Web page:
Granular activated carbon promoting re-granulation of anammox-hydroxyapatite granules for stable nitrogen removal at low phosphate concentration

Lei Liang, Jinghuan Luo, Xiangmin Xiao, Jianwei Wang, Meng Hong, Chao Deng, Yu You Li, Jianyong Liu

Research output: Contribution to journalArticlepeer-review

Abstract

Anaerobic ammonium oxidation (anammox) coupled with hydroxyapatite (HAP) crystallization not only achieves simultaneous nitrogen removal and phosphorus recovery, but also cultivates excellent anammox granules. However, a floatation and wash-out of anammox-HAP granules was occurred at low phosphate concentrations. In this study, a reactor inoculated with mature anammox-HAP granules and fed with low phosphate (5 mg P/L) was added with granular activated carbon (GAC) to maintain sludge granulation and nitrogen-removing stability. At influent total nitrogen >800 mg/L and nitrogen loading rate ~ 9.8 kg/m3/d, a satisfactory nitrogen removal of around 88% was maintained during 140 days of operation. Insufficient phosphate supplement resulted in a sludge bulking, with suspended solid and sludge density decreased whereas sludge water content and expansion ratio increased due to HAP loss. Nevertheless, the sludge re-granulation was found at the later stage as the proportion of granules in 2.8– 3.35 mm went up to 37.4% after large granules disintegrated into small pieces at the initial stage. The settling velocity was finally ranging from 129.8 to 182.2 m/h. In addition, Candidatus Brocadia was increased from 2.1% to 20.1% and dominated in the microbial community. These findings suggest GAC was able to promote re-granulation of anammox-HAP granules at low phosphate concentration, which avoids sludge flotation and widens their application as an inoculum.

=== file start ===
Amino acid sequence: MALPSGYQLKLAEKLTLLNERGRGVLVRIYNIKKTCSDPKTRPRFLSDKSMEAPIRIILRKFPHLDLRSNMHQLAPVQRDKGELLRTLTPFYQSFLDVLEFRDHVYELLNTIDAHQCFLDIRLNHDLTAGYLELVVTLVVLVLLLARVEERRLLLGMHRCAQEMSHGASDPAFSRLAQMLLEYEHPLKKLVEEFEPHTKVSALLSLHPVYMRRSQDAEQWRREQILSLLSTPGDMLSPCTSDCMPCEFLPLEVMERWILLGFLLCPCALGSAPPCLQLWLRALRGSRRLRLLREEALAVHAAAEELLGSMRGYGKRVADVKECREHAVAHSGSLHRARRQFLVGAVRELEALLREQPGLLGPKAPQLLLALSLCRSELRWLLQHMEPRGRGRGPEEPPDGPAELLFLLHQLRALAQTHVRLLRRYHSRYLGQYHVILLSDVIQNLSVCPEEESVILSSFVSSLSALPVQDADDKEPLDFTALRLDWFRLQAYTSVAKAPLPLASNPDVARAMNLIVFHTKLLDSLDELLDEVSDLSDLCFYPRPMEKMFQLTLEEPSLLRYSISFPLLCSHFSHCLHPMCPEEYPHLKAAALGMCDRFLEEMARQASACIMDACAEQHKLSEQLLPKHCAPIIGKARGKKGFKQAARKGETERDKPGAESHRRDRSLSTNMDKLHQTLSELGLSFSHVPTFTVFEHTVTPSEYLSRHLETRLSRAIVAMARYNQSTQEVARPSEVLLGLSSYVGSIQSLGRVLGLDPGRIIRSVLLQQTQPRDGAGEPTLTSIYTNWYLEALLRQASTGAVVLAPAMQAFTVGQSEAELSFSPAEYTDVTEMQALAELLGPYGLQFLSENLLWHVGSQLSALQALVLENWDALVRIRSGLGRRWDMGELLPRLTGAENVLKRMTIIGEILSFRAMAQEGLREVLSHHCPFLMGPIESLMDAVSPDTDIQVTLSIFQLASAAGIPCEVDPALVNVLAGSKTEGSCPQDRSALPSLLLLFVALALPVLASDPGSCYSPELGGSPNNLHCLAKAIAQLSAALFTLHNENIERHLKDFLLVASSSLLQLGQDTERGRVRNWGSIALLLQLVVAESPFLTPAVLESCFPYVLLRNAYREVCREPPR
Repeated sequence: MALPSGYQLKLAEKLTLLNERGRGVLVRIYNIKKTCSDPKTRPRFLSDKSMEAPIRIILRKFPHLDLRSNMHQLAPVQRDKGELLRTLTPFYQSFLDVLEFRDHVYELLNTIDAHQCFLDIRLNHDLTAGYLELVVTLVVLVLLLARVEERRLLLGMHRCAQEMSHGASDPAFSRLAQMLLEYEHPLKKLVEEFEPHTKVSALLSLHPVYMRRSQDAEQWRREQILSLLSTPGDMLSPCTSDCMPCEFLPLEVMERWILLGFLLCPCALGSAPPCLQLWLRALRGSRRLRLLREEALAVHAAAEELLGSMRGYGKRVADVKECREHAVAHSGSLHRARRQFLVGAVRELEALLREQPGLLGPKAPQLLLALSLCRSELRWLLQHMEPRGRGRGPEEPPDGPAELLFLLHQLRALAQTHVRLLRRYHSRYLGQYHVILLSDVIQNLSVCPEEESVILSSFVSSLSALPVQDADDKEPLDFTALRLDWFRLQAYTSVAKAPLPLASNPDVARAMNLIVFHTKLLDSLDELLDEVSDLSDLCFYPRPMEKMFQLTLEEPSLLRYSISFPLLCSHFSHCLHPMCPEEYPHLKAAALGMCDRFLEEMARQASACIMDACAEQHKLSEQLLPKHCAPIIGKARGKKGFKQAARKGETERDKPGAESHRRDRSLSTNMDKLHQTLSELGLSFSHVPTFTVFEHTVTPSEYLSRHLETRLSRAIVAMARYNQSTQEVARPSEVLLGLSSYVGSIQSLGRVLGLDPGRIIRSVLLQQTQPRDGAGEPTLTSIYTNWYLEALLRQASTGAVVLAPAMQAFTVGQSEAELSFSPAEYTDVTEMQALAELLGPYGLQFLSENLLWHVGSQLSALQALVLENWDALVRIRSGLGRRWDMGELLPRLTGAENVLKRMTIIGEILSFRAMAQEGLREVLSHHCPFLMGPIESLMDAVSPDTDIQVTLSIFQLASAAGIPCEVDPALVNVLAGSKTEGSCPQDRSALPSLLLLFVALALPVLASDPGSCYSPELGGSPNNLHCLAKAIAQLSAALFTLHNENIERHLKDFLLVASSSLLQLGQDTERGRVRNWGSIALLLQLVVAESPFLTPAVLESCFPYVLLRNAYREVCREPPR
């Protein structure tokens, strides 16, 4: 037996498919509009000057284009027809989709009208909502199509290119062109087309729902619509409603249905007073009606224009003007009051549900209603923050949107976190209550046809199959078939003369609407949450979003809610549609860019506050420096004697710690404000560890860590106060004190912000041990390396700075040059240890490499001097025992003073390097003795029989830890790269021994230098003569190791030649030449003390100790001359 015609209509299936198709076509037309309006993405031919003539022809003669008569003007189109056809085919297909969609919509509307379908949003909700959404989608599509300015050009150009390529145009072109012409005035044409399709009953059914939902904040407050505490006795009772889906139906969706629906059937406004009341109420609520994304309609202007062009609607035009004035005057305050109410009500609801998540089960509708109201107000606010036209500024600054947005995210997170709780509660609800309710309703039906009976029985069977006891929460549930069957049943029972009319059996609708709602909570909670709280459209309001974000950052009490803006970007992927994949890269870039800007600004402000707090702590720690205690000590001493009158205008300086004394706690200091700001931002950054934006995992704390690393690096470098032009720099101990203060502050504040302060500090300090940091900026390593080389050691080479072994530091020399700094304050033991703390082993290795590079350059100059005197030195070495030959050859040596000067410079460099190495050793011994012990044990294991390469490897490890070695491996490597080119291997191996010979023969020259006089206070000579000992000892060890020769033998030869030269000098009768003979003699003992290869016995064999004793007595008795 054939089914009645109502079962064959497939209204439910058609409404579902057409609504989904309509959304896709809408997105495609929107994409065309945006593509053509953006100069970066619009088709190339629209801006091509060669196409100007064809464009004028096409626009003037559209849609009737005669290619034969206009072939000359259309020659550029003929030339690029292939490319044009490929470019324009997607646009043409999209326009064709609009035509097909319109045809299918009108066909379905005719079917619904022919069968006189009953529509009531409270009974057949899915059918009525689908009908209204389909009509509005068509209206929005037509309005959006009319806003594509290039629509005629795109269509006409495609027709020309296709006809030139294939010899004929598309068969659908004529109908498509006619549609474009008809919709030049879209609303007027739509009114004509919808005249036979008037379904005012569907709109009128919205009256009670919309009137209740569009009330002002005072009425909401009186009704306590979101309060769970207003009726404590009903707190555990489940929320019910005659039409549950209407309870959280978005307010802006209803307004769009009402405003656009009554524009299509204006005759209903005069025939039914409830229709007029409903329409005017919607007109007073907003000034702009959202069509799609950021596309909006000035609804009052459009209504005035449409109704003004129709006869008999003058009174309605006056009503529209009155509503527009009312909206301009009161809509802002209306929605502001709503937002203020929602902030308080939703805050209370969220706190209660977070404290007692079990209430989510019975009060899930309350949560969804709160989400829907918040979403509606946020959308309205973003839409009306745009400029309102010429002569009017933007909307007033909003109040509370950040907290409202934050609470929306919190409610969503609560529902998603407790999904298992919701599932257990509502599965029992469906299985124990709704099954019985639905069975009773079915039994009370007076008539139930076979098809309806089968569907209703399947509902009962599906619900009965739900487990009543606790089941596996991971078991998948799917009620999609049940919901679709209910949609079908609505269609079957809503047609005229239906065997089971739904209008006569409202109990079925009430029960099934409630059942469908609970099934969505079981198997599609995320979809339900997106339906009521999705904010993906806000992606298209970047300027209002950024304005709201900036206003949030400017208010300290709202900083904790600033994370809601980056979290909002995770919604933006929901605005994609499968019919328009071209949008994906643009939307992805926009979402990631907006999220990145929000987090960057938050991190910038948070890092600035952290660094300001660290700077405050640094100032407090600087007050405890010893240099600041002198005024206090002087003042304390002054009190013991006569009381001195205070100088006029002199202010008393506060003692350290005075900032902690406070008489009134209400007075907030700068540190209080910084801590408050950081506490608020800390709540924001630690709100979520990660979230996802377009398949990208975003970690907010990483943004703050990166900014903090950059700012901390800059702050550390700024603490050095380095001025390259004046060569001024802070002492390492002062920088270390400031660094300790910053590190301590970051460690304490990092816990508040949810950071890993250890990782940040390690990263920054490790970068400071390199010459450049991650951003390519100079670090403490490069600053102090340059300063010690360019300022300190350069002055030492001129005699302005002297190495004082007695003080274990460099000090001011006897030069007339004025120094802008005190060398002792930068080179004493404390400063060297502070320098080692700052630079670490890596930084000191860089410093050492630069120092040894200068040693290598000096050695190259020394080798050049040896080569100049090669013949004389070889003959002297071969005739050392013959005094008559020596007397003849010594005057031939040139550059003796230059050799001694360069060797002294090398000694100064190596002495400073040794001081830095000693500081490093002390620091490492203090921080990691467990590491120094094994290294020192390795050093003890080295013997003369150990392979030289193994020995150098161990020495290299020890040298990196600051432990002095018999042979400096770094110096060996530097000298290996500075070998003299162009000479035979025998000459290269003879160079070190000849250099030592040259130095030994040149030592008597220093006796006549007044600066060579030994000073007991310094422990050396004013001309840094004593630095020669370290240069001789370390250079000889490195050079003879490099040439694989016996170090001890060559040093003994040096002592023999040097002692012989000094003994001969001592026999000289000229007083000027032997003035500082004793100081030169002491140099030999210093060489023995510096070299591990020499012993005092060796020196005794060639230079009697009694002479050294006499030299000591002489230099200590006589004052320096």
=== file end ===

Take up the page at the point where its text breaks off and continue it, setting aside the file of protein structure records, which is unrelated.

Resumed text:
Original languageEnglish
Article number150359
JournalScience of the Total Environment
Volume805
DOIs
Publication statusPublished - 2022 Jan 20

Keywords

  • Anammox
  • Granular activated carbon
  • Granulation
  • Hydroxyapatite
  • Sludge disintegration

ASJC Scopus subject areas

  • Environmental Engineering
  • Environmental Chemistry
  • Waste Management and Disposal
  • Pollution

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